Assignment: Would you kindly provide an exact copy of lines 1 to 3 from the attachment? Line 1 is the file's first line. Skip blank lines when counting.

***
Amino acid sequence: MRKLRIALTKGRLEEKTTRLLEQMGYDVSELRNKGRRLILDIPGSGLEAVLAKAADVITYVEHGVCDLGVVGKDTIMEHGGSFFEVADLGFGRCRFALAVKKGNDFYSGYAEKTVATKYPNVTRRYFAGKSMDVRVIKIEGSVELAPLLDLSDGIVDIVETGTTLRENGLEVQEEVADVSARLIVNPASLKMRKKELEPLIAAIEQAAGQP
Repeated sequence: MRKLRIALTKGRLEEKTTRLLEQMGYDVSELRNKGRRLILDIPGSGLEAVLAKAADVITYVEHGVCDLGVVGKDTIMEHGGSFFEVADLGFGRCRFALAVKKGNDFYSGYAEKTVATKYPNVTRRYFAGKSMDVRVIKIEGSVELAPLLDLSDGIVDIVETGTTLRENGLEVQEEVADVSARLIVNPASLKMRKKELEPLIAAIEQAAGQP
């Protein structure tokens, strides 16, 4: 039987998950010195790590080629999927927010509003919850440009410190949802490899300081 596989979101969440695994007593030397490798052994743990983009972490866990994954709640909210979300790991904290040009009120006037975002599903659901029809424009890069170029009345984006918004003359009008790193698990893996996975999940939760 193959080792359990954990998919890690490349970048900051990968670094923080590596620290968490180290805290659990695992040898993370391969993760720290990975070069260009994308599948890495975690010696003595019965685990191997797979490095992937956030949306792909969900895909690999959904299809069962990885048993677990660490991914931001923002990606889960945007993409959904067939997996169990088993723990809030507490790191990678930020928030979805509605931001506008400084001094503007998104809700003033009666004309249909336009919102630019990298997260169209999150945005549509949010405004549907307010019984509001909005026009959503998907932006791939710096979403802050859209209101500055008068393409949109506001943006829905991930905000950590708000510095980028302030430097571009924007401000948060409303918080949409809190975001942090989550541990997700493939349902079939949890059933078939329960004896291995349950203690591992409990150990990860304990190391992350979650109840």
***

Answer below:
Amino acid sequence: MRKLRIALTKGRLEEKTTRLLEQMGYDVSELRNKGRRLILDIPGSGLEAVLAKAADVITYVEHGVCDLGVVGKDTIMEHGGSFFEVADLGFGRCRFALAVKKGNDFYSGYAEKTVATKYPNVTRRYFAGKSMDVRVIKIEGSVELAPLLDLSDGIVDIVETGTTLRENGLEVQEEVADVSARLIVNPASLKMRKKELEPLIAAIEQAAGQP
Repeated sequence: MRKLRIALTKGRLEEKTTRLLEQMGYDVSELRNKGRRLILDIPGSGLEAVLAKAADVITYVEHGVCDLGVVGKDTIMEHGGSFFEVADLGFGRCRFALAVKKGNDFYSGYAEKTVATKYPNVTRRYFAGKSMDVRVIKIEGSVELAPLLDLSDGIVDIVETGTTLRENGLEVQEEVADVSARLIVNPASLKMRKKELEPLIAAIEQAAGQP
């Protein structure tokens, strides 16, 4: 039987998950010195790590080629999927927010509003919850440009410190949802490899300081 596989979101969440695994007593030397490798052994743990983009972490866990994954709640909210979300790991904290040009009120006037975002599903659901029809424009890069170029009345984006918004003359009008790193698990893996996975999940939760 193959080792359990954990998919890690490349970048900051990968670094923080590596620290968490180290805290659990695992040898993370391969993760720290990975070069260009994308599948890495975690010696003595019965685990191997797979490095992937956030949306792909969900895909690999959904299809069962990885048993677990660490991914931001923002990606889960945007993409959904067939997996169990088993723990809030507490790191990678930020928030979805509605931001506008400084001094503007998104809700003033009666004309249909336009919102630019990298997260169209999150945005549509949010405004549907307010019984509001909005026009959503998907932006791939710096979403802050859209209101500055008068393409949109506001943006829905991930905000950590708000510095980028302030430097571009924007401000948060409303918080949409809190975001942090989550541990997700493939349902079939949890059933078939329960004896291995349950203690591992409990150990990860304990190391992350979650109840």